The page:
You can often tell early, even from their toddler days, if a child is going to care about what they wear, or if clothes are just an afterthought.
Our son often put his clothes on backwards and only cared about what he put on if it had a logo or name of a sports team he favored. He is still pretty much that way, although I haven’t noticed that his clothes are ever on backwards. What he wears is still not a priority.
Our middle daughter cared about the color and style of her clothing as soon as she was able to see -in other words – right from birth. She would remove any clothing that did not meet her approval, which often delayed our departure for the library, church, pretty much anywhere we went. She would cry if her tights were wrinkled and if her socks didn’t match her outfit. Now she has her own style and always looks “well put together”. I haven’t heard her cry about clothes in years.
Clothes don’t make a person, but they certainly convey information about personality and prefrences. My mother let me pick out my clothes and I developed a taste for bright colors and “interesting” fabrics at an early age. (Need I say that our third daughter does NOT want me to pick out her clothes?)
In college – as an art major – my dress was considered…well..different. But artists have always dressed “differently”, ok, oddly. To compound matters, it was the early 1970’s and young people who WEREN’T art majors dressed expressively. I made long dresses out of bedspreads from India, patched my jeans with scraps of calico prints, wore tie dye when you had to make it yourself, and wore blue suede boots. I did not look as cool as I thought I did.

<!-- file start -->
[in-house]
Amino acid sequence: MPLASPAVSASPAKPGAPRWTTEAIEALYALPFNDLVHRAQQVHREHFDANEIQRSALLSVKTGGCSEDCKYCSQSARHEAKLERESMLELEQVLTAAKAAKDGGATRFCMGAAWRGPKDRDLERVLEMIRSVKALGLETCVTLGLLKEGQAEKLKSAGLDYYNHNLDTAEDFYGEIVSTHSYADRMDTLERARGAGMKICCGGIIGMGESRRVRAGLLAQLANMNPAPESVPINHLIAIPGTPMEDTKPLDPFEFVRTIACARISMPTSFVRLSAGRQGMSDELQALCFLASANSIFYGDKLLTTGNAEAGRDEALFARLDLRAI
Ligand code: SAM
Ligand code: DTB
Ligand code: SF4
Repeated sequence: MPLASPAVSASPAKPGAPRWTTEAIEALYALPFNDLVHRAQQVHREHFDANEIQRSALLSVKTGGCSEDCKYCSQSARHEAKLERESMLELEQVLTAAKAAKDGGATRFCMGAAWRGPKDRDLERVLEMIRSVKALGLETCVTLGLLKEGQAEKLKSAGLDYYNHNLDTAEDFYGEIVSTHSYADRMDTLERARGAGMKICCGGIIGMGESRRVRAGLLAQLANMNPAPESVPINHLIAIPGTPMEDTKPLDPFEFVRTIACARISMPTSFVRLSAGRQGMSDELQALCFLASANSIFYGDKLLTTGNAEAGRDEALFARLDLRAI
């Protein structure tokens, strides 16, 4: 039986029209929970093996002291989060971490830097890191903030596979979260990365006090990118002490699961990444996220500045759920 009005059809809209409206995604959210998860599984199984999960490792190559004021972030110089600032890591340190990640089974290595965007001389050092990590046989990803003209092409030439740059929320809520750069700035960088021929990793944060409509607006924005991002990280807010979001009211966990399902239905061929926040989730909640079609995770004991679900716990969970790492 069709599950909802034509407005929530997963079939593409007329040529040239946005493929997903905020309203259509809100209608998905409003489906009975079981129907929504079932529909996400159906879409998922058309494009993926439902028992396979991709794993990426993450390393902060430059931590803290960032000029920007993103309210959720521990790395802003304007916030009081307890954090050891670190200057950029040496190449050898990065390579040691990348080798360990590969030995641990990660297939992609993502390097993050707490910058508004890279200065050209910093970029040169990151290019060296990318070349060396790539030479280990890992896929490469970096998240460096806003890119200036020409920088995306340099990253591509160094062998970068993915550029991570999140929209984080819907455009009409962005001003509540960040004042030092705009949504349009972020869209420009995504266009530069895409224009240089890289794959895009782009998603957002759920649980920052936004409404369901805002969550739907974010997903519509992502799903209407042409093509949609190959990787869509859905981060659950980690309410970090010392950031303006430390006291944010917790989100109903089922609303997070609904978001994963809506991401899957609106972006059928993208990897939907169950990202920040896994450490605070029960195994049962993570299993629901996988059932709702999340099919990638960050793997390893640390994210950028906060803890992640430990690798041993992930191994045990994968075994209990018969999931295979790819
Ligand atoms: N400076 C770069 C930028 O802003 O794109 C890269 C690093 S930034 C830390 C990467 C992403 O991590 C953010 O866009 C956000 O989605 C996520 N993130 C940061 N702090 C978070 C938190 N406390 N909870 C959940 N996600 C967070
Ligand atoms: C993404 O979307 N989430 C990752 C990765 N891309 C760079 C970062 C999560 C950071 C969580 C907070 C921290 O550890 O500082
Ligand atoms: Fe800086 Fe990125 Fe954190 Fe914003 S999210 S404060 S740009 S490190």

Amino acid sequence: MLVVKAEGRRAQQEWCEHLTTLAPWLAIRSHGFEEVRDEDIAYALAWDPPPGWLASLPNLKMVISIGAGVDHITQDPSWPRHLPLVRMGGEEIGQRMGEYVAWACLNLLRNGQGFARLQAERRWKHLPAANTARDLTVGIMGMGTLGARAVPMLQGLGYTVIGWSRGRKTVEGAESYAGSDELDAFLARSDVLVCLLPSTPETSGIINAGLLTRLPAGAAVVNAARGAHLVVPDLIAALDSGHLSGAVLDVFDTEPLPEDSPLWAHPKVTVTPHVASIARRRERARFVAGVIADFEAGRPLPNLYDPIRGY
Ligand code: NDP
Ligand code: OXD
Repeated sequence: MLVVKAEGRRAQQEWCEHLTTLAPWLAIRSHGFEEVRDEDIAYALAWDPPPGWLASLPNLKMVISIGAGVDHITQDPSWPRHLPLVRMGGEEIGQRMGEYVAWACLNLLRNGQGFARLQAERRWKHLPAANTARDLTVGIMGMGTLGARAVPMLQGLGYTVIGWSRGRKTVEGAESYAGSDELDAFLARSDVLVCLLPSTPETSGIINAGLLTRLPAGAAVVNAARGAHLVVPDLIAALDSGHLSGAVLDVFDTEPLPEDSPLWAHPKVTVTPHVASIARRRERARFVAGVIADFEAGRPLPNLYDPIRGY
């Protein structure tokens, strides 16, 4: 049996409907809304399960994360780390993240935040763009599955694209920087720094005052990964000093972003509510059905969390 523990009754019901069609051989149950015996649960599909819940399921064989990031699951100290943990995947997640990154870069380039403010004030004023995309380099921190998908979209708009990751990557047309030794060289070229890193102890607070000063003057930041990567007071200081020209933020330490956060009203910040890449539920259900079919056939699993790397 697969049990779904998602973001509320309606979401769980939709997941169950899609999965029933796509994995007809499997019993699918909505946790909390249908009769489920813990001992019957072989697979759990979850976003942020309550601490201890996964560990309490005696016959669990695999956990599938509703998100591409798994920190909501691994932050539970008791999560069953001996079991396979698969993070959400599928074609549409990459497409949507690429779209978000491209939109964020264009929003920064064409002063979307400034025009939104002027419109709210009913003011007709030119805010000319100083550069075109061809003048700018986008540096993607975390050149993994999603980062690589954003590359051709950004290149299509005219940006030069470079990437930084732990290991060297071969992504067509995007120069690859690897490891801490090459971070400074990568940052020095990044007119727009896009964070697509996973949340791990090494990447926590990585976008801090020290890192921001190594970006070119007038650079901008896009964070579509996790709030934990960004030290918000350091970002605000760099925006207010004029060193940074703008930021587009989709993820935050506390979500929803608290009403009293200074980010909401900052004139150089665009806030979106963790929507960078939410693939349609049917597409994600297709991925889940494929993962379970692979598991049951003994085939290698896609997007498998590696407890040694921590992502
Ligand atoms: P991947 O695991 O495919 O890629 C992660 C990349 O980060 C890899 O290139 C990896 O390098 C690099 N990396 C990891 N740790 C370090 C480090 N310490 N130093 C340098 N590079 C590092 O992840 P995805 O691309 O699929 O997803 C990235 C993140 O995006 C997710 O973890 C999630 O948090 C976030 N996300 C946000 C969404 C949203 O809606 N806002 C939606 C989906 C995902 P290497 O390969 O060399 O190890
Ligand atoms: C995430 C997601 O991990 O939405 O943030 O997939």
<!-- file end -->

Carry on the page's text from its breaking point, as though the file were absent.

The Bible tells us that what we wear on the outside is not as important as what is on the inside.
1 Peter 3:3-5 (NLT)
3 Don’t be concerned about the outward beauty of fancy hairstyles, expensive jewelry, or beautiful clothes. 4 You should clothe yourselves instead with the beauty that comes from within, the unfading beauty of a gentle and quiet spirit, which is so precious to God. 5 This is how the holy women of old made themselves beautiful. They trusted God and accepted the authority of their husbands.
I think it is good to allow our children to wear what they want at times, yet let them know that there are other times they must wear certain things. Just as baseball players wear uniforms that identify them with their team, certain situations call for certain attire.
We also want our children to know that MUCH MORE IMPORTANT than the clothes they wear is the condition of their hearts – what’s inside. When conversations about clothes come up – use it as an opportunity to talk to them about the fact that what is in their hearts will show on their faces and in their words. If there is selfishness and impatience in our hearts – it will come out in our facial expressions and what we say.
Our challenge is to let God change us from the inside out.
Then it really doesn’t matter what we wear.